Schayes, a Hall of Famer who found out only a few months ago that in 1951 he scored the first basket in NBA All-Star Game history, looked on in bewilderment Sunday night when a basketball-record crowd of 108,713 packed Cowboys Stadium for the latest NBA All-Star Game.
"I have mixed emotions,'' said Schayes, 81. "Basketball is secondary really. It's just a crowd, and entertainment takes precedence over basketball.''
They did manage to squeeze in a basketball game around the other events, with a final box score showing the East beat the West, 141-139. At least there were no box scores distributed on the other events, which included performances by musical stars Usher, Shakira and Alicia Keys and plenty of introductions.
Nobody introduced Schayes for having scored the first basket in All-Star history, but he wonders who even knows that. Schayes said he wasn't aware of it until his son, Danny, a former longtime NBA center, paid close attention to a film clip last October.
The clip was among several shown during a dinner Danny planned to attend until one of his kids took ill. Having missed it, Danny later watched the clip himself.
"It was an old Converse reel,'' Danny said. "The announcer said, 'It's the opening tip of the first All-Star Game [at Boston Garden]. The tip comes down and they swing it over to Dolph Schayes, and he hits a runner on the left side.'
"Nobody knows this. I was watching it and, 'Oh, my God. He has the first basket in All-Star history.' I mentioned it to him and he wouldn't believe it for the longest time. I said, 'It's on the film.'''
Until he watched the film, Schayes said he didn't know he scored the first bucket. He only knows now what he's viewed.
"[Boston's] Bob Cousy hits me in the corner, and I hit a shot,'' Schayes said. "I was just watching [the film the first time] for entertainment. Then when we dissected it, we said, 'That's the first basket.'''
So should the NBA recognize Schayes at some point for the first All-Star basket?
"They can't recognize everything,'' said the modest Schayes.
For the record, Schayes scored 15 points and grabbed 14 rebounds in the first All-Star Game. He went on to play in 11 more All-Star Games.
Let's just say the affair was a bit different in 1951 than in 2010.
"They almost didn't have it [in 1951] because no owner wanted to take it on,'' Schayes said. "They were worried about losing money. ... We got a $25 savings bond for playing. The NBA spent $18.75 for it, and when it matured it was for $25 in about five to 10 years. ... We were all excited because we wanted to show the [up-tempo] Eastern style of basketball was superior to the [halfcourt oriented] Western style.''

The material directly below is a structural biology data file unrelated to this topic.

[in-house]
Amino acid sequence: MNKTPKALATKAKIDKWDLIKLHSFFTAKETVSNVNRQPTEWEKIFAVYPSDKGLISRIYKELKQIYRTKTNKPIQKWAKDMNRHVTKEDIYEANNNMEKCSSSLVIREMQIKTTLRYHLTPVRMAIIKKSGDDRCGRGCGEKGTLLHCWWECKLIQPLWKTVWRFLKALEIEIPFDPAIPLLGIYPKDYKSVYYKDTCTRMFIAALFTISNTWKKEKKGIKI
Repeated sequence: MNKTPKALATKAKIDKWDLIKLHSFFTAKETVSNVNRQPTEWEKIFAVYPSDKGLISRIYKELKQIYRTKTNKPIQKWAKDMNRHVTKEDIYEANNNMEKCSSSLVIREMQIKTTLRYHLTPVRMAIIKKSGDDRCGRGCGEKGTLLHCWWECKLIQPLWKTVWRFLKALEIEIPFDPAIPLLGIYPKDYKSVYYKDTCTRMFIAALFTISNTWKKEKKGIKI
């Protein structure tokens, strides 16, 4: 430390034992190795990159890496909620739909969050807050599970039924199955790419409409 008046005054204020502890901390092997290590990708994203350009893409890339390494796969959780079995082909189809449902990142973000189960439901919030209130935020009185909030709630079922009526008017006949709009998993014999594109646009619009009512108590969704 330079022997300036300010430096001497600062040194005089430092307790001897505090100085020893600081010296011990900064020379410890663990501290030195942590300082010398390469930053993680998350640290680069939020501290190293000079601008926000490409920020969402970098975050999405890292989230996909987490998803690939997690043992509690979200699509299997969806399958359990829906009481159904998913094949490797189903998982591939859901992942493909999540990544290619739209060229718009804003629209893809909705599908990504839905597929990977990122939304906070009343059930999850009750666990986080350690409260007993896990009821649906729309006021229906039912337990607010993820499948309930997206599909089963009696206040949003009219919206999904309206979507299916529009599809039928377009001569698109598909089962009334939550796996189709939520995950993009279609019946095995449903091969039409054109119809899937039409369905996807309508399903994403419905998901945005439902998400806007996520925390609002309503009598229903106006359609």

The East proved it with a 111-94 win over the West before a crowd of 10,094. Times that crowd by more than 10, and that's how many were on hand Sunday.
"It's 180 degrees,'' Schayes said of the difference between the first All-Star Game and the latest. "It's like another planet.''
Not that Schayes thinks everything is better about this new world.
"The great players should really pass the ball more than three or four times,'' said Schayes, saying All-Star Games were much more team-oriented in his day. "The original owners would be turning in their graves. ... Basketball was it, and not just a bunch of entertainment. But from bottom dollar point of view, the entertainment brings in the peripheral fan. ... From the purist point of view, it's crap.''
Schayes, who was with his son and Danny's wife, Wendy, said his tickets, which were on the field but several rows back and in the corner, cost $500 apiece. He said it never was the intent of original owners to charge prices that only wealthy people can afford.
"I think the founders of the NBA, the old owners, would be a bit annoyed,'' Schayes said. "Because they wanted the little guy to get a chance to see the game. Look at the NBA ticket prices [now] for regular-season games. For a kid to get a chance to see a game, they might only be able to sit up in a balcony on a deal for 15 bucks.''
Despite all his gripes, Schayes was glad he showed up.
"Yes, this is an event, and history is being made,'' he said. "Next year, they're in [the] Staples [Center]. What are they going to do next year to top this? They'll have to get the director and producer of Avatar (James Cameron) to put on a show.''
Maybe then the NBA could recognize Schayes for scoring the first All-Star basket. He joked, if that ever happened, it would lead to the "resurgence of the two-handed set shot.''
Chris Tomasson can be reached at firstname.lastname@example.org or on Twitter @christomasson